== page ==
The CISO as strategic resource

* A company's chief security officer is a resource for the CEO

There are five key reasons for CEOs to include CISOs in what I would call strategic planning - thinking about long-term, mission-critical goals and global processes.

In this series of columns, I’m reviewing and commenting on ideas in A Seat at the Table for CEOs and CSOs: Driving Profits, Corporate Performance & Business Agility by Jackie Bassett and Daniel Rothman and edited by Raquel Filipek. 

The authors’ Chapter 1 is entitled “Why?” They start with five key reasons for CEOs to include CISOs in what I would call strategic planning (thinking about long-term, mission-critical goals and global processes). Each reason has explanations from the authors, but it’s worth simply listing them to give readers a sense of the issues (quoting directly):

1. Because to every CEO there are no competing business priorities to revenues and profitability.

2. Because in today’s global economy, it’s innovate or perish.

3. Because it makes good business sense.

4. Because CEOs have arrived at the same near-paralyzing epiphany. [i.e., the realization that “…companies simply can’t continue operating under the same business security model.”]

5. Because “insanity is doing the same thing over and over, and expecting a different result.” – Albert Einstein

Bassett and Rothman propose that “Security today has become a reverse salient – a growth inhibitor or a system component that has fallen behind in the evolutionary process of technological innovation.” They argue that it’s time to bring security into the forefront of strategic planning. They point out that in a 2006 study of “100 of the most innovative companies,” “more than 95% of CSOs [chief security officers] or CIOs [chief information officers] report directly to the CEO or to a senior vice president who reports directly to the CEO and plays a significant role in strategic planning.”

On a personal note, I and many other security management specialists have long argued that the CISO must not report to the CIO any more than the head of financial audit should report to the CFO. CISOs and auditors should not have a conflict of interest by reporting to the people whose management they ultimately evaluate on behalf of all the stakeholders in the organization.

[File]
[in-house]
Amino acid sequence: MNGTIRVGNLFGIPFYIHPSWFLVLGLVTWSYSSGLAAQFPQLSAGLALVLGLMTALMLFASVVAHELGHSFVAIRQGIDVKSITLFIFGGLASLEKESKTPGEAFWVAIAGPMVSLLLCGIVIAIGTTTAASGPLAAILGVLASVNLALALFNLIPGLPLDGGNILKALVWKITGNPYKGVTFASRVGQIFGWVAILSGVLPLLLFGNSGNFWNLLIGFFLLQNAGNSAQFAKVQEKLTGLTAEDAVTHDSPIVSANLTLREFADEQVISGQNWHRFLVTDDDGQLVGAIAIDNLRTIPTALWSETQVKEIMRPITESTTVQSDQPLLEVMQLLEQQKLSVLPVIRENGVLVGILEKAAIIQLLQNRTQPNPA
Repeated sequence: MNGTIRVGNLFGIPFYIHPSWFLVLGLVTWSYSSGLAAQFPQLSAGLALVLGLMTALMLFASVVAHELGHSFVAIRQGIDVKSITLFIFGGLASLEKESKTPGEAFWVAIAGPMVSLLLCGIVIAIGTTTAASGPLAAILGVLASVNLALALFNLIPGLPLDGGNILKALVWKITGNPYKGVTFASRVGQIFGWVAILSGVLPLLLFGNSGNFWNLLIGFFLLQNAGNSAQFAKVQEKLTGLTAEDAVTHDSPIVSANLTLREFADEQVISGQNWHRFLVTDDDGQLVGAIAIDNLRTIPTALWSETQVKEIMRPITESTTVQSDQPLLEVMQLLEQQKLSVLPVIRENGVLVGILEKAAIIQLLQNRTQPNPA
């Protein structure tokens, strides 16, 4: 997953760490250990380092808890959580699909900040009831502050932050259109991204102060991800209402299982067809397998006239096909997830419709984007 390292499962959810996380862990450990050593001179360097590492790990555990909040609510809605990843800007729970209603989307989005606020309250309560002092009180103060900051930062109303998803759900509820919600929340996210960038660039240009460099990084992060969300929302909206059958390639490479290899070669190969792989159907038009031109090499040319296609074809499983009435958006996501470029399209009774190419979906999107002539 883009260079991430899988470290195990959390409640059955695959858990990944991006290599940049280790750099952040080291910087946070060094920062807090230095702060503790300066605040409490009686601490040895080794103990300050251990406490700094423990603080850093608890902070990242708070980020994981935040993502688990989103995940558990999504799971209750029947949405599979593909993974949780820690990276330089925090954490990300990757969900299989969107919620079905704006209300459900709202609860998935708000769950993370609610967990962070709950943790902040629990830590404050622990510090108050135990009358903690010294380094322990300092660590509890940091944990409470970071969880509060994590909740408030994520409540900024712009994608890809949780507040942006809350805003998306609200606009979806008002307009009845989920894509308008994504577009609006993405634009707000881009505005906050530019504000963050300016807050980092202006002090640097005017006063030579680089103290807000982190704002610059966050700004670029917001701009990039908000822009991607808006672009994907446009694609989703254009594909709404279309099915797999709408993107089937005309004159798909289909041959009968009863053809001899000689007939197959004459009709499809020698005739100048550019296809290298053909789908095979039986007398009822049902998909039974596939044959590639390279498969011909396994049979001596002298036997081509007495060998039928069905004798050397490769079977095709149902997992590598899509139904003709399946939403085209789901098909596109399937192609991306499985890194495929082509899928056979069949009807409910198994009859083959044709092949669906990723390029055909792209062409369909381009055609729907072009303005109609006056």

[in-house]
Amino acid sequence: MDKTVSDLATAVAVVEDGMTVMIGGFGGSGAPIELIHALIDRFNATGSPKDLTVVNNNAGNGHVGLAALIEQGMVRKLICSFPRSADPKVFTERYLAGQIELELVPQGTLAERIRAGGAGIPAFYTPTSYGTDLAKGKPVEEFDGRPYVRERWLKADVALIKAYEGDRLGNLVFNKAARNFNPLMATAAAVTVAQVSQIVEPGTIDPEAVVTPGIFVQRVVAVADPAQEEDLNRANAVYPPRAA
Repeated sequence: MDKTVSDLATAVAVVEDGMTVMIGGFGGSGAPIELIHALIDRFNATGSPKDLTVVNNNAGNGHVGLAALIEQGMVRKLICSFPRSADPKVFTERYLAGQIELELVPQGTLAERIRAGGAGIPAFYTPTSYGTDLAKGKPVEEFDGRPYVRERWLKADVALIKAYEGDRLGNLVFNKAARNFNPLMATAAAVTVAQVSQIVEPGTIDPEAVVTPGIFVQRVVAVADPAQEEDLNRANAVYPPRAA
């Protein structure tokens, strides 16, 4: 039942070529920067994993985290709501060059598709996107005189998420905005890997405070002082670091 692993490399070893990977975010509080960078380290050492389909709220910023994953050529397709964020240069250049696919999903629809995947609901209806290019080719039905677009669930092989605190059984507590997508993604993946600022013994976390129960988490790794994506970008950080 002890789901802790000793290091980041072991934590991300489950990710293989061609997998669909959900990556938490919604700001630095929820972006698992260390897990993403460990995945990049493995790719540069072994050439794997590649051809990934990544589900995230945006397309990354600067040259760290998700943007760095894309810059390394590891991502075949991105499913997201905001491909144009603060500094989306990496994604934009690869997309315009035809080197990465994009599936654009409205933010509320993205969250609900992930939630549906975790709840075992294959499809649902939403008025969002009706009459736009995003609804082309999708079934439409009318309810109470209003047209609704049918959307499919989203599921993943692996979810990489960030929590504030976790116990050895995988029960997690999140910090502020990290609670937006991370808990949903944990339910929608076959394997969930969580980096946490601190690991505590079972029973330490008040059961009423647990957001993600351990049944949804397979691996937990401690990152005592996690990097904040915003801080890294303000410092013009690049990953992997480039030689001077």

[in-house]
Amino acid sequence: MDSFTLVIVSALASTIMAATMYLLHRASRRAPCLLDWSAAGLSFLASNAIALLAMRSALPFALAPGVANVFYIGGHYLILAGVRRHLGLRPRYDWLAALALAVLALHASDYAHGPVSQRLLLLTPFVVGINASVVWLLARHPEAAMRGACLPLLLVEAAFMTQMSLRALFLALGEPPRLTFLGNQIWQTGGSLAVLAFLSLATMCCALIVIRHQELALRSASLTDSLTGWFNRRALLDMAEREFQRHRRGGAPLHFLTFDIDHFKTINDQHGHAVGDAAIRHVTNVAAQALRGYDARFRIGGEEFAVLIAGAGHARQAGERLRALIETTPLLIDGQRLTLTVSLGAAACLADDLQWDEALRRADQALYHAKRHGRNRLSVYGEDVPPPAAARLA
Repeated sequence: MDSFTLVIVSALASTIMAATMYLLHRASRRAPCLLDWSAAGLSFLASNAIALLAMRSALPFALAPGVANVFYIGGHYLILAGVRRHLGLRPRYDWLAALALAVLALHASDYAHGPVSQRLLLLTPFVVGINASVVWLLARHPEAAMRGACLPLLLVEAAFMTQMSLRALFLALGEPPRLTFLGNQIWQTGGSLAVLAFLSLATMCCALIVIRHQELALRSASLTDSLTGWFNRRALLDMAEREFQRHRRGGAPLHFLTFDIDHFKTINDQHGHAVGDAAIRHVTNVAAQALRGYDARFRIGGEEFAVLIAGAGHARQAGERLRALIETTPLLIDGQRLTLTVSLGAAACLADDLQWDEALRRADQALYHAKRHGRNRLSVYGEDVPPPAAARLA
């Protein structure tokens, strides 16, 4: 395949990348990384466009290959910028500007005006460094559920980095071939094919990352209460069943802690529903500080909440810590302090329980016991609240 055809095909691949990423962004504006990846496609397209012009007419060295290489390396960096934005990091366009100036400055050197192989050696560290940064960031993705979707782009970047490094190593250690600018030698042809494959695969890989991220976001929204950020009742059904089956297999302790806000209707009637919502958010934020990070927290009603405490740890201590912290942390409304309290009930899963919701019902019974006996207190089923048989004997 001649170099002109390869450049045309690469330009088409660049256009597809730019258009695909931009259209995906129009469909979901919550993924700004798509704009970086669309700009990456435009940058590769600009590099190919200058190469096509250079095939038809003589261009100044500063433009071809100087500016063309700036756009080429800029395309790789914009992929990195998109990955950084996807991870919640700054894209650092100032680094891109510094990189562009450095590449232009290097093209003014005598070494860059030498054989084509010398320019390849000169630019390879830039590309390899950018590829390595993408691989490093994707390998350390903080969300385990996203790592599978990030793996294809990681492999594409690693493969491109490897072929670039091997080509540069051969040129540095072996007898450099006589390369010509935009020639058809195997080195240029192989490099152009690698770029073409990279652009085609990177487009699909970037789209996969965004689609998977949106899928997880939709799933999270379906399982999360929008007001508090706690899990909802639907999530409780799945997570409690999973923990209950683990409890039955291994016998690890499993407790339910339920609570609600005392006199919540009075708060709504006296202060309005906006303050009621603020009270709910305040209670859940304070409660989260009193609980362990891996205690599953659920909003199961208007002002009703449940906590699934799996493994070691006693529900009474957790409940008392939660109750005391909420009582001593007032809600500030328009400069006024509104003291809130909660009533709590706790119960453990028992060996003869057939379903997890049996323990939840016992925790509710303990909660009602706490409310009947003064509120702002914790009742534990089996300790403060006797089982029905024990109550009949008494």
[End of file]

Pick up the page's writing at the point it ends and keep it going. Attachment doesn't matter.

Bassett and Rothman’s key points about the optimal strategic orientation of CISOs and CEOs include the following practical suggestions (these are my own interpretations of just a few of their insights - readers would do well to read the original):

* Security breaches are key indicators of broken business processes, not simply technical glitches.

* Every security incident brings to light a potential for improving business profitability through process improvement.

* CISOs must understand – in detail – the business objectives of each sector of the organization they are protecting. A good way to start is by listening carefully to sector managers one-on-one.

* CISOs can also serve as internal consultants to the strategic planning committees, offering ideas on how improved security can increase the value of services as well as offering technical perspectives that can improve profitability.

* Marketing departments can be taught to regard the masses of customer and prospect data as goldmines of potentially valuable knowledge (as opposed to merely information) with the help of the CISO, who can sometimes replace expensive external consultants while simultaneously ensuring the security of these proprietary data. Exerting control over marketing data can support a competitive edge over competitors.

* Integrating the CISO’s knowledge and imagination fosters useful innovation; without integrating security into new initiatives from the start, organizations risk falling into disasters like those that are in newspapers every week.

More from Bassett and Rothman’s excellent book in the third and final column in this short series.

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